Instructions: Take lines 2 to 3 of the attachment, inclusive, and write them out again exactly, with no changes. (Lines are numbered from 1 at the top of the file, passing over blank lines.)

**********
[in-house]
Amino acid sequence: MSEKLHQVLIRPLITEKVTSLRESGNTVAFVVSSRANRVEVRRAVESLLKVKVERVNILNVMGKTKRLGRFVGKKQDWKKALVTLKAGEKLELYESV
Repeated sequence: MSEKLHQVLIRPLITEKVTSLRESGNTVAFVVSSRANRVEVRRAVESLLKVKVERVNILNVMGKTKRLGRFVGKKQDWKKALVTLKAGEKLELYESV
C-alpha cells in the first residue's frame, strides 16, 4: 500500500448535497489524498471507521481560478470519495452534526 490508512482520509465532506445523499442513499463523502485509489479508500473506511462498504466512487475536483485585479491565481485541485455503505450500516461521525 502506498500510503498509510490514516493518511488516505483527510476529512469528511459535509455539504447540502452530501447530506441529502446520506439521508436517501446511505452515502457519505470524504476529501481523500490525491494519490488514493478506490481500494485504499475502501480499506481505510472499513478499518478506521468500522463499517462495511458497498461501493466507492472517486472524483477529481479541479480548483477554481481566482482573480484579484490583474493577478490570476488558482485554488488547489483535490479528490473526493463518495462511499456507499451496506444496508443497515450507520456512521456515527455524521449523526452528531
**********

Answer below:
Amino acid sequence: MSEKLHQVLIRPLITEKVTSLRESGNTVAFVVSSRANRVEVRRAVESLLKVKVERVNILNVMGKTKRLGRFVGKKQDWKKALVTLKAGEKLELYESV
Repeated sequence: MSEKLHQVLIRPLITEKVTSLRESGNTVAFVVSSRANRVEVRRAVESLLKVKVERVNILNVMGKTKRLGRFVGKKQDWKKALVTLKAGEKLELYESV